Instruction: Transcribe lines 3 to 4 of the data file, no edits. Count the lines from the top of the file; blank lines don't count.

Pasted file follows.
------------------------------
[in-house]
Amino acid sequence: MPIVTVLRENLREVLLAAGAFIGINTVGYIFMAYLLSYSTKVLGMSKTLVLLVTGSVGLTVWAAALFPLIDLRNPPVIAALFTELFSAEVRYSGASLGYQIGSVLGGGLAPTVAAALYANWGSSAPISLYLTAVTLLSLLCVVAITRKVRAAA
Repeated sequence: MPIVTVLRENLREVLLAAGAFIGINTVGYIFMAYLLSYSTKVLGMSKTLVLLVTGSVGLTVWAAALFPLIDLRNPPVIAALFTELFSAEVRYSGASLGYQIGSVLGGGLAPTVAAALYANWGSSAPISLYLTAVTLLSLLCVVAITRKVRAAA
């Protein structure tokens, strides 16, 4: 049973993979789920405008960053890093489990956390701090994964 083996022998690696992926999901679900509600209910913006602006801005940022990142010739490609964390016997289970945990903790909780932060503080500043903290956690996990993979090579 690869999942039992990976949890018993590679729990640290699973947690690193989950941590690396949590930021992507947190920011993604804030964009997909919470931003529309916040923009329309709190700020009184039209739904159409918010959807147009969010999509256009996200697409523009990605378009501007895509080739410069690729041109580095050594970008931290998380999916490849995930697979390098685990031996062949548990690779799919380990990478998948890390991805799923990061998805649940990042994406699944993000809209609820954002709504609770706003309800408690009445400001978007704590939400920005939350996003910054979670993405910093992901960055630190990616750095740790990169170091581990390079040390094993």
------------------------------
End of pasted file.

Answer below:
Repeated sequence: MPIVTVLRENLREVLLAAGAFIGINTVGYIFMAYLLSYSTKVLGMSKTLVLLVTGSVGLTVWAAALFPLIDLRNPPVIAALFTELFSAEVRYSGASLGYQIGSVLGGGLAPTVAAALYANWGSSAPISLYLTAVTLLSLLCVVAITRKVRAAA
């Protein structure tokens, strides 16, 4: 049973993979789920405008960053890093489990956390701090994964 083996022998690696992926999901679900509600209910913006602006801005940022990142010739490609964390016997289970945990903790909780932060503080500043903290956690996990993979090579 690869999942039992990976949890018993590679729990640290699973947690690193989950941590690396949590930021992507947190920011993604804030964009997909919470931003529309916040923009329309709190700020009184039209739904159409918010959807147009969010999509256009996200697409523009990605378009501007895509080739410069690729041109580095050594970008931290998380999916490849995930697979390098685990031996062949548990690779799919380990990478998948890390991805799923990061998805649940990042994406699944993000809209609820954002709504609770706003309800408690009445400001978007704590939400920005939350996003910054979670993405910093992901960055630190990616750095740790990169170091581990390079040390094993």